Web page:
This column was written by Sonny Bunch.
The terms "brain trust" and "Cynthia McKinney" do not roll off the tongue like "peanut butter and jelly." But that's how the press release advertised a series of "Brain Trust" panels moderated by Rep. McKinney this past weekend at the Congressional Black Caucus's annual legislative conference. The topic: "The 9/11 Omission: Did the Commission Get it Wrong?"
For the September 23rd meeting at the Washington Convention Center, McKinney assembled three teams of panelists to tackle issues related to "The Road to 9/11," "The Road Since 9/11," and "What the Commissioners Chose to Ignore." After each panelist addressed the 50 or 60 members of the audience, they were questioned by three experts from the "9/11 community," a group dedicated to exposing the government's malfeasance in regards to the terrorist attacks.
On their face, the topics of the panels were not totally ridiculous or far-fetched. After all, Rep. Curt Weldon, a Republican from Pennsylvania, has spent months informing the public about the Department of Defense program Able Danger. The intelligence gathering program may have identified Mohammed Atta and other 9/11 hijackers as threats in the months prior to the attacks, but the 9/11 Commission all but ignored the program in its final report.
Weldon was on the panel's itinerary, but did not appear at the event. (Weldon's office says they never confirmed the representative's appearance at the conference.) Judging from some of the other speakers and questioners at the event, it's no surprise that he wanted nothing to do with it.
McKinney has long lived on the lunatic fringe of leftist politics. Shortly after the 9/11 attacks, she claimed that President Bush was aware of "numerous warnings of the events to come on September 11," and that by doing nothing he and his cronies could "make huge profits off America's new war."
Voters in Georgia's 4th district were outraged. She was defeated by Denise Majette in the 2002 Democratic primary. But McKinney and her supporters saw a more sinister reason for her defeat. Her father appeared on an Atlanta TV station to explain why traditional campaign methods like gathering endorsements had failed his daughter: "Jews have bought everybody," he explained. "J-E-W-S."
McKinney reclaimed her seat in 2004 when Majette threw her hat in the ring for the Senate seat vacated by Zell Miller. McKinney has since picked up right where she left off; her "brain trust" panels were stocked with like-minded conspiracy theorists.
Wayne Madsen, author of the Wayne Madsen Report, was one of three questioners of the panelists. His hatred of all things George W. Bush, and love of all things conspiratorial, almost rises to self-parody. In a November, 2002 article in CounterPunch, a progressive newsletter, he had this convoluted analysis of Karl Rove's role in McKinney's reelection campaign:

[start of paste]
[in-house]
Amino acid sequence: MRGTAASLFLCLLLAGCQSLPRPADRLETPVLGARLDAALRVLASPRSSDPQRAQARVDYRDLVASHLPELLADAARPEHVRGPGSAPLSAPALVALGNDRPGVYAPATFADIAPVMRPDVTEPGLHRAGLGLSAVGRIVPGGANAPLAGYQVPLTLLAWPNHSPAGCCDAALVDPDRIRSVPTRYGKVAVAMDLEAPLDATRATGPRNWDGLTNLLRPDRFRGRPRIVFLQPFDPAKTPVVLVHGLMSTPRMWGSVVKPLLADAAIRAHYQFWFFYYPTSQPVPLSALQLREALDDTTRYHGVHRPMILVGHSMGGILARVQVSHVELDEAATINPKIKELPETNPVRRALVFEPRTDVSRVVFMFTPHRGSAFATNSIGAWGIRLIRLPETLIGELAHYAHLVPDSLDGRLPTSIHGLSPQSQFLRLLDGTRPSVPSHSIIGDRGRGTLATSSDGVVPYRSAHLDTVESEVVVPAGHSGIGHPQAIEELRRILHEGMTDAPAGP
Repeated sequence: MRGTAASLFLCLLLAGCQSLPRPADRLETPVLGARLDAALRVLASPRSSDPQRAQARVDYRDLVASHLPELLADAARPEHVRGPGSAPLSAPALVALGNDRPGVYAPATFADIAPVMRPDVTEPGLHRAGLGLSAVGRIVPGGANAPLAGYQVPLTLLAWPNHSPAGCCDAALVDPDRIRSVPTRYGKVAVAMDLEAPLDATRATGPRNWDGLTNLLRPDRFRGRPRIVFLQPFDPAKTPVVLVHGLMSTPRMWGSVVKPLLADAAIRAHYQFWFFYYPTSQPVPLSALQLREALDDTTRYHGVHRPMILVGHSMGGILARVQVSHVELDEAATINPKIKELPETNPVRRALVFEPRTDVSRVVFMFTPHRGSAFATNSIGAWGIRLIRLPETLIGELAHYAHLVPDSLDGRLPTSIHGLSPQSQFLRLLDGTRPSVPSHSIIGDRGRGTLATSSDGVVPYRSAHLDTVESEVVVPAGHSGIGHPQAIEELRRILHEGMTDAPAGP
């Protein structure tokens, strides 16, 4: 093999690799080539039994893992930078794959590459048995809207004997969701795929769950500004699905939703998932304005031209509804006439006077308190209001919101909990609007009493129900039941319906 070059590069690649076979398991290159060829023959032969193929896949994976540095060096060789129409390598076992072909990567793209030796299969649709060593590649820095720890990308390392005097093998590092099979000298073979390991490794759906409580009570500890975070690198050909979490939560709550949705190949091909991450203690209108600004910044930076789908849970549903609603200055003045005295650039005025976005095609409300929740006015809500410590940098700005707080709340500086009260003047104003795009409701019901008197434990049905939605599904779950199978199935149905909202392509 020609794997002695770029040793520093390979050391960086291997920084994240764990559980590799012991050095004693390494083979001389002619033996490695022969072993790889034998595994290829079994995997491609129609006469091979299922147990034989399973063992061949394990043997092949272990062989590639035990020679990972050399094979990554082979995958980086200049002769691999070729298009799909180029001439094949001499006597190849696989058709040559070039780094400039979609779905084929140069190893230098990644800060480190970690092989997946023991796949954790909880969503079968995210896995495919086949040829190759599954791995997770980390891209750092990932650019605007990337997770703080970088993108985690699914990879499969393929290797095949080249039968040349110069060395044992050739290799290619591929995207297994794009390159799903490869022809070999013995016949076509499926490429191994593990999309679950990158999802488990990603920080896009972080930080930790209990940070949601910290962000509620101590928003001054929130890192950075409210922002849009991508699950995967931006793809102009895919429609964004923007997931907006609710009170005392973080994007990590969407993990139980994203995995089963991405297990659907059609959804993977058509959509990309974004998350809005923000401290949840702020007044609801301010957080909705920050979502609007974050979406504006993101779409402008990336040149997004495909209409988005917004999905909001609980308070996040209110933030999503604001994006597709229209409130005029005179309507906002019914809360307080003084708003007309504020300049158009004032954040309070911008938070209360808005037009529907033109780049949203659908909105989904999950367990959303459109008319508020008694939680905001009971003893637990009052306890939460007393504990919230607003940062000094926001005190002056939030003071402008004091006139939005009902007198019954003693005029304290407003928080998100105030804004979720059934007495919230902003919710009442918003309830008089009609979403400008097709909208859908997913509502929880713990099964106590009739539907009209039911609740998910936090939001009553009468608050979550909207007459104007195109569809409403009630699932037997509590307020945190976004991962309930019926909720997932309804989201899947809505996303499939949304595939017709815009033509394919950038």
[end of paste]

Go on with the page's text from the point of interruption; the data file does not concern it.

Undoubtedly, Rove was also behind the campaign to "get" Georgia Representative Cynthia McKinney who was the first nationally-known politician to question what Bush may have known beforehand about 9-11. She was defeated by a former Republican state judge who had supported the wacky Alan Keyes for President in 2000. Never mind, McKinney was "less with Bush" than Keyes, so it was more important to get McKinney who was "more against" Bush.
Michael Ruppert, the grand-daddy of all conspiracy theorists was also a questioner. Ruppert has long made waves in conspiracy theory circles, claiming, for instance, that the CIA was responsible for flooding America's inner cities with drugs in the 1970s and beyond. According to the biography supplied at the conference, he has spent the last several years as "the point man in breaking major stories involving government foreknowledge [of 9/11], corruption and violations of the Constitution."
The panelists were of a similar bent. One of the featured speakers was David Ray Griffin. He spent his allotted time informing the audience that the Twin Towers collapsed not because two planes loaded down with jet fuel smashed into them at hundreds of miles per hour. Rather, a series of timed detonations brought down the buildings. Detonations placed by the government. "Hmm," the crowd murmured knowingly.
McKinney had also hoped that Senator Mark Dayton would appear at the panels. Dayton, a fellow Democrat, lambasted NORAD for its failures on 9/11 before a congressional hearing on the 9/11 Commission's report. Because he could not make it, McKinney played an audiotape of Dayton's impassioned testimony. After the tape stopped, McKinney ominously intoned that "shortly after his testimony, Dayton announced he wasn't running for the Senate again." Knowing murmurs again ensued.
When questions were allowed from the audience, one of the first was about Dayton's decision not to seek another term. Ruppert claimed that two words could explain why the Minnesotan wouldn't run again: Paul Wellstone.
Ruppert, it turns out, believes that Wellstone was killed for his outspoken opposition to the war in Iraq. And this is not the first time Republicans have murdered political opponents shortly before an election. The 2000 plane crash that took the life of Missouri Senate candidate Mel Carnahan was also a murder, according to Ruppert.
Barbara Rosenberg, a microbiologist and expert in biological weapons, suggested that the postal anthrax attacks were part of a government effort to test America's preparedness for a biological attack.
To complete the scene, even Ward Churchill made an appearance, and he was happy with what he heard. "I liked the overall tenor," the University of Colorado chairman said. "The straightforward delivery was refreshing."
And, in its own way, informative.
Sonny Bunch is an assistant editor at The Weekly Standard.
By Sonny Bunch